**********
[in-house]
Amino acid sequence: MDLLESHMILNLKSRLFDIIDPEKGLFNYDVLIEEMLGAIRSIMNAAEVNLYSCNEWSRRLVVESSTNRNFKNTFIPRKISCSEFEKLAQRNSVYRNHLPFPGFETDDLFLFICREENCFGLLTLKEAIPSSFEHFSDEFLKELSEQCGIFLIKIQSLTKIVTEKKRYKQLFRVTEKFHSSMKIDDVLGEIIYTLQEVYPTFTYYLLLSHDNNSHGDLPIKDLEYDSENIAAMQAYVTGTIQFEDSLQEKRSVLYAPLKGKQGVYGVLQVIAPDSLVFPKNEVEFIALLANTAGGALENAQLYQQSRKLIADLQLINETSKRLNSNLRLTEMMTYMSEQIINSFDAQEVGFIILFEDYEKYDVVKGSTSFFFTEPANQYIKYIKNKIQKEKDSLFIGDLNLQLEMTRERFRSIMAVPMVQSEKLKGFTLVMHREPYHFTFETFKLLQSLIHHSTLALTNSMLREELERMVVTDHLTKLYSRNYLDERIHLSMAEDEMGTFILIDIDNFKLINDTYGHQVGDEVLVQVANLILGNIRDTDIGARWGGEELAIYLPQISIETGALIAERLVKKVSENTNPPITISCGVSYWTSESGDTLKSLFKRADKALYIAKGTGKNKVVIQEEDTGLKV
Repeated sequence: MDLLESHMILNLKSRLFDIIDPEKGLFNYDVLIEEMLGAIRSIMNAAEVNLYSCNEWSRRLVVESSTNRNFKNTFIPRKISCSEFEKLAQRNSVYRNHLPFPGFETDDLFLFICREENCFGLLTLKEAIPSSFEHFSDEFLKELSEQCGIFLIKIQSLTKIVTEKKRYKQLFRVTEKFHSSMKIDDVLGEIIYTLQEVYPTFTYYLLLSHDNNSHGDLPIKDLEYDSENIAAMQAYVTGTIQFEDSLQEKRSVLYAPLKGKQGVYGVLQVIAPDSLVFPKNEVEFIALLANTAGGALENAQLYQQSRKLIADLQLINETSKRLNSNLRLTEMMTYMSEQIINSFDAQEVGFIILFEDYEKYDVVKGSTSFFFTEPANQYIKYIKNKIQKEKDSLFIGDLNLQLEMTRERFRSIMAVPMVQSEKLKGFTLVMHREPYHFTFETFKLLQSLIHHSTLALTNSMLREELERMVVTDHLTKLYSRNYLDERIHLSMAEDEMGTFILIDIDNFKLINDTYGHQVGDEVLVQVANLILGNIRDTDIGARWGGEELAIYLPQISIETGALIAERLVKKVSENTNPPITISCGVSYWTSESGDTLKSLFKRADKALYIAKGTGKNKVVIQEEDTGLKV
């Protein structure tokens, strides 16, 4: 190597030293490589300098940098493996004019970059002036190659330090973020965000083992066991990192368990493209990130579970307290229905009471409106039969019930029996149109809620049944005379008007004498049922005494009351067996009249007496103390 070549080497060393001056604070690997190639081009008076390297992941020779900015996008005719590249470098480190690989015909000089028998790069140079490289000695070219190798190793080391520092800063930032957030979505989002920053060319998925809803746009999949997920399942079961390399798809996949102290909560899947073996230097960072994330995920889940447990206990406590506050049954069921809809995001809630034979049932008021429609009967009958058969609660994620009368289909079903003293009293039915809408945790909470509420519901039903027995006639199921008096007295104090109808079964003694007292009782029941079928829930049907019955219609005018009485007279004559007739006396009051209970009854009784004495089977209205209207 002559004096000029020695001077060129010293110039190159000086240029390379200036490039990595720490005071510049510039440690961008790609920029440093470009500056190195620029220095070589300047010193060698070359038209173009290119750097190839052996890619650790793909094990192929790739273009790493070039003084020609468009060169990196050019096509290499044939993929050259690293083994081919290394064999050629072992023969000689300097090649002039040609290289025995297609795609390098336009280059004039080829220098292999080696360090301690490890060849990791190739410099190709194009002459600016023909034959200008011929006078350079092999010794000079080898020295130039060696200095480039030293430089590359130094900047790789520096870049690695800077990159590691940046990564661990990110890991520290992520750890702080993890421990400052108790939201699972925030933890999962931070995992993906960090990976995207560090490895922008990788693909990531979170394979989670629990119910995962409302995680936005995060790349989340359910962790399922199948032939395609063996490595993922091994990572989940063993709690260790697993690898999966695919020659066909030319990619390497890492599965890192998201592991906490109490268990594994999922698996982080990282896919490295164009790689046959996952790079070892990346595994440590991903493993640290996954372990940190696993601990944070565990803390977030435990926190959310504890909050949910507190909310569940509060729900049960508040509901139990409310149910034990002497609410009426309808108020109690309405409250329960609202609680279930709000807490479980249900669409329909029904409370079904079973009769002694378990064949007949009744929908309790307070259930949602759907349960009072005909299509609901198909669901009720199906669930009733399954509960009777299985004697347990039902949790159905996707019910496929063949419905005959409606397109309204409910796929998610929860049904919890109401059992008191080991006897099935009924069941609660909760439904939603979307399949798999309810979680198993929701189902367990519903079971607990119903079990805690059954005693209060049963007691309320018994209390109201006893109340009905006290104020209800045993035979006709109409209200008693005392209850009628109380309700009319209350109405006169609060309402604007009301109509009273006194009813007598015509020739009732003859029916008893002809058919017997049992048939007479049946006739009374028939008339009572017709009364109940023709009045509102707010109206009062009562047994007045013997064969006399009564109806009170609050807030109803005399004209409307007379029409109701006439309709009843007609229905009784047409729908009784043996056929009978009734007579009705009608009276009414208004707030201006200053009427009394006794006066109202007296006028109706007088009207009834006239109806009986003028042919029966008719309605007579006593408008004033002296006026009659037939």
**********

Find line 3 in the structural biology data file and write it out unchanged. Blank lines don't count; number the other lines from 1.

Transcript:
Repeated sequence: MDLLESHMILNLKSRLFDIIDPEKGLFNYDVLIEEMLGAIRSIMNAAEVNLYSCNEWSRRLVVESSTNRNFKNTFIPRKISCSEFEKLAQRNSVYRNHLPFPGFETDDLFLFICREENCFGLLTLKEAIPSSFEHFSDEFLKELSEQCGIFLIKIQSLTKIVTEKKRYKQLFRVTEKFHSSMKIDDVLGEIIYTLQEVYPTFTYYLLLSHDNNSHGDLPIKDLEYDSENIAAMQAYVTGTIQFEDSLQEKRSVLYAPLKGKQGVYGVLQVIAPDSLVFPKNEVEFIALLANTAGGALENAQLYQQSRKLIADLQLINETSKRLNSNLRLTEMMTYMSEQIINSFDAQEVGFIILFEDYEKYDVVKGSTSFFFTEPANQYIKYIKNKIQKEKDSLFIGDLNLQLEMTRERFRSIMAVPMVQSEKLKGFTLVMHREPYHFTFETFKLLQSLIHHSTLALTNSMLREELERMVVTDHLTKLYSRNYLDERIHLSMAEDEMGTFILIDIDNFKLINDTYGHQVGDEVLVQVANLILGNIRDTDIGARWGGEELAIYLPQISIETGALIAERLVKKVSENTNPPITISCGVSYWTSESGDTLKSLFKRADKALYIAKGTGKNKVVIQEEDTGLKV